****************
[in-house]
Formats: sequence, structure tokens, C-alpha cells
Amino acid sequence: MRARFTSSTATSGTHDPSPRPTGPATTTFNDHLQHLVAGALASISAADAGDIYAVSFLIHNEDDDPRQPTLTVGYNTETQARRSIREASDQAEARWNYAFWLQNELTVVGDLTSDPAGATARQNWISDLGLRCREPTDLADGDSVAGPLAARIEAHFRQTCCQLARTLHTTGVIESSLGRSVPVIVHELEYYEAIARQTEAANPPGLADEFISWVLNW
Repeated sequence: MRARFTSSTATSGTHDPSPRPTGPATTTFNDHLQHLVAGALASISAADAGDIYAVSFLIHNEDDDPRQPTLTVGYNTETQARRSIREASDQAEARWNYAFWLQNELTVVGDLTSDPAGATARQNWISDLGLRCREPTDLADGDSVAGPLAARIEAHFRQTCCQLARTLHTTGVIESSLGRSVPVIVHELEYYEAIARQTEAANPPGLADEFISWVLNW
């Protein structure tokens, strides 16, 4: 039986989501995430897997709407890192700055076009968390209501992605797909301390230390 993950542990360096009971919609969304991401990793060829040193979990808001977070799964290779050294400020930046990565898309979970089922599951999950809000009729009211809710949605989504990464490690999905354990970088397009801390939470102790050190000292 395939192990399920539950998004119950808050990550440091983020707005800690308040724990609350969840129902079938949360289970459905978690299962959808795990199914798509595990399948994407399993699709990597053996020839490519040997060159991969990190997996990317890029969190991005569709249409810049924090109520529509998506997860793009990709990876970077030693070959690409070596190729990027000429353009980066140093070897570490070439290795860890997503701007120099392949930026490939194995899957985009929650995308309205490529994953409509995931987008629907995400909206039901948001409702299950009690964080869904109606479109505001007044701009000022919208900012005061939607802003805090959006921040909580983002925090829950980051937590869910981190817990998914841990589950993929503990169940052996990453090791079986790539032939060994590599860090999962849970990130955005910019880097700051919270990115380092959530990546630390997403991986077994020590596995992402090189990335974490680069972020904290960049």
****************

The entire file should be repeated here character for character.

[in-house]
Formats: sequence, structure tokens, C-alpha cells
Amino acid sequence: MRARFTSSTATSGTHDPSPRPTGPATTTFNDHLQHLVAGALASISAADAGDIYAVSFLIHNEDDDPRQPTLTVGYNTETQARRSIREASDQAEARWNYAFWLQNELTVVGDLTSDPAGATARQNWISDLGLRCREPTDLADGDSVAGPLAARIEAHFRQTCCQLARTLHTTGVIESSLGRSVPVIVHELEYYEAIARQTEAANPPGLADEFISWVLNW
Repeated sequence: MRARFTSSTATSGTHDPSPRPTGPATTTFNDHLQHLVAGALASISAADAGDIYAVSFLIHNEDDDPRQPTLTVGYNTETQARRSIREASDQAEARWNYAFWLQNELTVVGDLTSDPAGATARQNWISDLGLRCREPTDLADGDSVAGPLAARIEAHFRQTCCQLARTLHTTGVIESSLGRSVPVIVHELEYYEAIARQTEAANPPGLADEFISWVLNW
């Protein structure tokens, strides 16, 4: 039986989501995430897997709407890192700055076009968390209501992605797909301390230390 993950542990360096009971919609969304991401990793060829040193979990808001977070799964290779050294400020930046990565898309979970089922599951999950809000009729009211809710949605989504990464490690999905354990970088397009801390939470102790050190000292 395939192990399920539950998004119950808050990550440091983020707005800690308040724990609350969840129902079938949360289970459905978690299962959808795990199914798509595990399948994407399993699709990597053996020839490519040997060159991969990190997996990317890029969190991005569709249409810049924090109520529509998506997860793009990709990876970077030693070959690409070596190729990027000429353009980066140093070897570490070439290795860890997503701007120099392949930026490939194995899957985009929650995308309205490529994953409509995931987008629907995400909206039901948001409702299950009690964080869904109606479109505001007044701009000022919208900012005061939607802003805090959006921040909580983002925090829950980051937590869910981190817990998914841990589950993929503990169940052996990453090791079986790539032939060994590599860090999962849970990130955005910019880097700051919270990115380092959530990546630390997403991986077994020590596995992402090189990335974490680069972020904290960049």